For the past year, I’ve been pretty happy sharing my membics via Twitter whenever I write them. I had my Twitter account set to share on Facebook, and that approach generally worked well to keep a variety of people informed. However I couldn’t help but notice that I was sharing every membic for my epnewtech theme, and that made me think some automation could be helpful.
Social Media Tools
Social media tools are primarily for marketing, but they address the problem of reaching people who prefer to use different social networks. If you have more than a few people interested in your membics, chances are you will find yourself in this situation. Rather than choosing a single social network and telling everyone to find you there, you can use a social media tool to reach your friends using whichever network they prefer.
There are quite a few social network tools out there, with varying features and pricing. I decided to go with Hootsuite because they have been doing this for quite a while, and they are kind enough to let you get started with some basic features for free.
One awesome feature of Hootsuite is the ability to read from an RSS feed (hourly, every few hours, or daily) and post to whichever social network you want. Setting this up is remarkably easy: I connected Hootsuite to my Twitter account, then chose “Publisher” from the main menu, then “RSS Feeds”, and then “+” to add a new feed. On membic, I copied the link location of the RSS feed icon on the epnewtech theme page and pasted that into the Hootsuite dialog URL field. I selected to check the feed every 6 hours, sending one post at a time, and including text from the post in my messages. Done.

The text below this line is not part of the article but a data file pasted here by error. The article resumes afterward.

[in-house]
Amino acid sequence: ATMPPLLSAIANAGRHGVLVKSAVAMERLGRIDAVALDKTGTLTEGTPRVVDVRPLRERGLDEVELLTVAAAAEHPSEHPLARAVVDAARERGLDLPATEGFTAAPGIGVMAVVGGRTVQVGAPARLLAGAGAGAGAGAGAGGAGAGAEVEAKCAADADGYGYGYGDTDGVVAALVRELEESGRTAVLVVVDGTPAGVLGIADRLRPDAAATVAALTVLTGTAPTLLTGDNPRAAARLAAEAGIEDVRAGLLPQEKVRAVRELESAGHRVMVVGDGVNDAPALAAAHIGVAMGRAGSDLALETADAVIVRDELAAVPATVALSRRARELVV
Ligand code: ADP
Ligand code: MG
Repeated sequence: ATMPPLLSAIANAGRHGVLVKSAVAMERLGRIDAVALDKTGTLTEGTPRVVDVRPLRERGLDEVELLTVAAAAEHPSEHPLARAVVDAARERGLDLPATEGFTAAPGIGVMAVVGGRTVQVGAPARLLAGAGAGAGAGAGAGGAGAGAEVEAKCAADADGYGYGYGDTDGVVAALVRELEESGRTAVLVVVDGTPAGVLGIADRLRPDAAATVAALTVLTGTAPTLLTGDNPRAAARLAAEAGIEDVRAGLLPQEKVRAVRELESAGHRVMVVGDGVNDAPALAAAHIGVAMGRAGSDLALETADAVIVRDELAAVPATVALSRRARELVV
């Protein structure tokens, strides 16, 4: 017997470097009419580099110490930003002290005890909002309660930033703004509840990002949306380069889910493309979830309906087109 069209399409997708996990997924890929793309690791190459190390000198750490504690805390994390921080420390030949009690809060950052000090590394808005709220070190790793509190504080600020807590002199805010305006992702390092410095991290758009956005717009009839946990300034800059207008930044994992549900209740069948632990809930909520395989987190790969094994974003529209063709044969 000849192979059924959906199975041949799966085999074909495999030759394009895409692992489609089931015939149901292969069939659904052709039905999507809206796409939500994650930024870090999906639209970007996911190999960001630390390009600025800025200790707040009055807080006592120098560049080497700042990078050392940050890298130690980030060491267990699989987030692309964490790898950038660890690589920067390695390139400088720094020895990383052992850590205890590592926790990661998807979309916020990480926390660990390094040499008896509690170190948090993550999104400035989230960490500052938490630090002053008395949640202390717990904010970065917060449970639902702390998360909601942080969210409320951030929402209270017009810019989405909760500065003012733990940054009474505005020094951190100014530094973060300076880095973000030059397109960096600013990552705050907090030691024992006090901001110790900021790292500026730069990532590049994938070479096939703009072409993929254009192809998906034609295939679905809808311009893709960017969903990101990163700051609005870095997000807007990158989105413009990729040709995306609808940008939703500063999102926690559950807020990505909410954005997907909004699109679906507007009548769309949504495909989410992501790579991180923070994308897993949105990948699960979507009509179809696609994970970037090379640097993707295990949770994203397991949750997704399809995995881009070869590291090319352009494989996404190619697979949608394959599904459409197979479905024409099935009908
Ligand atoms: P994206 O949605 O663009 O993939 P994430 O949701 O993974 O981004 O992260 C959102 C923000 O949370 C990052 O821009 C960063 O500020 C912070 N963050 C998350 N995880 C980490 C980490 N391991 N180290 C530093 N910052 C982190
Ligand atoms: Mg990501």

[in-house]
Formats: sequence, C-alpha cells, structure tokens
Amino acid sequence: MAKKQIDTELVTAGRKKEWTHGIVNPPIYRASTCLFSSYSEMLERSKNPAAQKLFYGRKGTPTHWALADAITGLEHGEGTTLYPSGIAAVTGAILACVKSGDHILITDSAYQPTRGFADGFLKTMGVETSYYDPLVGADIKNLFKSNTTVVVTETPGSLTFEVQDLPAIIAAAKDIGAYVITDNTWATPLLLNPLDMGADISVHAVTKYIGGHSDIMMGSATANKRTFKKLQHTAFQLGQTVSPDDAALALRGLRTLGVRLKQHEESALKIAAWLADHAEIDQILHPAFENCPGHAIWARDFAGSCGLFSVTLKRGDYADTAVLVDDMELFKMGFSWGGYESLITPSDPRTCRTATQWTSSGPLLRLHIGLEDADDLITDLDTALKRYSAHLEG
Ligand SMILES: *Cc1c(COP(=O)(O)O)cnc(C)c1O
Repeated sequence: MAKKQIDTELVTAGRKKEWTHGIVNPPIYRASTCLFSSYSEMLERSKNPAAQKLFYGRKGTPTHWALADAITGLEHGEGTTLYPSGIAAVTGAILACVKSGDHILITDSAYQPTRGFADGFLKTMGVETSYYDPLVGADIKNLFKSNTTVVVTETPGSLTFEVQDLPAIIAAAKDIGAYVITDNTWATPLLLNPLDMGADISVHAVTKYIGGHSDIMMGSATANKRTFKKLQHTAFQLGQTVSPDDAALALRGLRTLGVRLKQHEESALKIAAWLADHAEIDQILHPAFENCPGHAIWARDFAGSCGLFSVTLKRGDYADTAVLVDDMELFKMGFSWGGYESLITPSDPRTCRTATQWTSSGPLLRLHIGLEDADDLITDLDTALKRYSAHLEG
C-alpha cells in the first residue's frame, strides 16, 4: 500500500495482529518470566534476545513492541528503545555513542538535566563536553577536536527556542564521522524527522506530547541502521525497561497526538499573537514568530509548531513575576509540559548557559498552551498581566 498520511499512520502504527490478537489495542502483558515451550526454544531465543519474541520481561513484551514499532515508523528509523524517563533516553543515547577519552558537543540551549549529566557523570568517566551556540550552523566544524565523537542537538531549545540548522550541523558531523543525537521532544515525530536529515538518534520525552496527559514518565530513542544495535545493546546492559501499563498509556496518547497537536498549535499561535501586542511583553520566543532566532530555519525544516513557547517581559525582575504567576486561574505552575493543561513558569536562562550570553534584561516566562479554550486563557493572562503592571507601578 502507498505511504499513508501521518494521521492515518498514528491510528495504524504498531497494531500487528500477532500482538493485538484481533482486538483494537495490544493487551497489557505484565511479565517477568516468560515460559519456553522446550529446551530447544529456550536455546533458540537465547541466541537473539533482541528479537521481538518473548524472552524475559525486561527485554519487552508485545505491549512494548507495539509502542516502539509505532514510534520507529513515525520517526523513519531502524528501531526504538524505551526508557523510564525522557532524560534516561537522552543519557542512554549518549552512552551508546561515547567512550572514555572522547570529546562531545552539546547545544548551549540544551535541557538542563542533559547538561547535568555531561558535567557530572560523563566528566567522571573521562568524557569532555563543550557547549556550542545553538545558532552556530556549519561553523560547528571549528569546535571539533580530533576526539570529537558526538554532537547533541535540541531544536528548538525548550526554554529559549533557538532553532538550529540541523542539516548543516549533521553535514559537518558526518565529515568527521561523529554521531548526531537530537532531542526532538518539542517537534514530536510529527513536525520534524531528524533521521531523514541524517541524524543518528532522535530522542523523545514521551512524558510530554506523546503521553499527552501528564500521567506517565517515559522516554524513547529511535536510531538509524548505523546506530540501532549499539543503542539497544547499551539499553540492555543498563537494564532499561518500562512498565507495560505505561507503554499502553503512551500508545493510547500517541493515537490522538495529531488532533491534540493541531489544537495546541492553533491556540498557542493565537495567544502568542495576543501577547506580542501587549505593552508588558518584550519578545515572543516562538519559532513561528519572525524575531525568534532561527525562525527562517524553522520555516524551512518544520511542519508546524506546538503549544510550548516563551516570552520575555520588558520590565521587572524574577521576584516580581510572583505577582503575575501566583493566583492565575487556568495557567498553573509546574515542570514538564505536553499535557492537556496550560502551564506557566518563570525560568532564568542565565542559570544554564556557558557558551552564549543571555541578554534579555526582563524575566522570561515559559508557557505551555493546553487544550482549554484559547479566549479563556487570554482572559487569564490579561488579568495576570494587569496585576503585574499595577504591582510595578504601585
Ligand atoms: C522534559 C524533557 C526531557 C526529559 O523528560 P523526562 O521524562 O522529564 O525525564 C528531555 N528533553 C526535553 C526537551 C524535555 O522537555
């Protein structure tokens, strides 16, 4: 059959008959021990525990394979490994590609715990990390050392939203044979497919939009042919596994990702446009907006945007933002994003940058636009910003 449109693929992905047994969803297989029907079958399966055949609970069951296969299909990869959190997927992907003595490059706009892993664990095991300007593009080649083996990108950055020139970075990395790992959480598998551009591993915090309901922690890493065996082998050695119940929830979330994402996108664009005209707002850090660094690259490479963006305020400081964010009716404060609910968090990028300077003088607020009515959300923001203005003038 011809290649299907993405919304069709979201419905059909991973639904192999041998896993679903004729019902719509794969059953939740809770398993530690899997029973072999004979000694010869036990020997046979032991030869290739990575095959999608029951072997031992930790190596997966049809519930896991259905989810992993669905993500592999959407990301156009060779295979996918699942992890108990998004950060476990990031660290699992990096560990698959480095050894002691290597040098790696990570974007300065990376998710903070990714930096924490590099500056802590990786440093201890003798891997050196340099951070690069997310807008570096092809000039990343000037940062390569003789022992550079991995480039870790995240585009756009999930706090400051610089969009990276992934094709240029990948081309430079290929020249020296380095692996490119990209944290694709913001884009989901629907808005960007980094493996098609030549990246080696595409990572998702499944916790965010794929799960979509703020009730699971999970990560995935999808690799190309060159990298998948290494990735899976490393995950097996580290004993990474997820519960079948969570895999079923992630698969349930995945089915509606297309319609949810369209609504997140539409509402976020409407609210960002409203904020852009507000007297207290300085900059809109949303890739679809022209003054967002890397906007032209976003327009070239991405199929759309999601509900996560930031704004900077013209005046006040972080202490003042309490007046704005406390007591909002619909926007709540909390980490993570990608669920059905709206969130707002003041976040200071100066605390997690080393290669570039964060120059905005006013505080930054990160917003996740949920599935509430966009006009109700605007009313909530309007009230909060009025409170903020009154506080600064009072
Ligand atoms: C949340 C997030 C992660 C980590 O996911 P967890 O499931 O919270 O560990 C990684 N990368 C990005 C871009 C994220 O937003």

Hootsuite requires a URL shortener for links. I went with the default “ow.ly” option. Requiring a URL shortener bothered me at first because I’m one of those careful people who likes to read the address of what I’m clicking on. I decided it was ok because:
Even though I’m moderately careful, I’ll tolerate the long and decorated URLs typically presented by popular social networks. I look at who the post is from, the description, and image to help determine if it’s ok to click, or if I need to go find it myself.
A social media tool can’t do it’s job without tracking clicks, so a URL shortener is a requirement.
The actual impact of the shortened URLs ends up being minimally intrusive. More on that later.
After setting up, I posted a new membic and looked forward to seeing the automatic tweet. Then I waited some more. Nothing. Then I hit the docs and found out that Hootsuite won’t read a secure http (https) feed address. No problem, the membic RSS feeds can be accessed either way. So I rebuilt the RSS feed definition in Hootsuite using the plain http url. Hootsuite won’t retroactively post things from the feed, so I made another membic and waited.
This time the automatic tweet went through on schedule, but the tweet was pretty much just a plain text title. That’s when I realized the RSS feed needed some special care to serve Hootsuite well. Cutting to the chase, the solution is to tack &ts=sdvtvrk onto the end of the RSS feed URL. Looks cryptic, but it’s actually pretty simple if you know what the letters mean.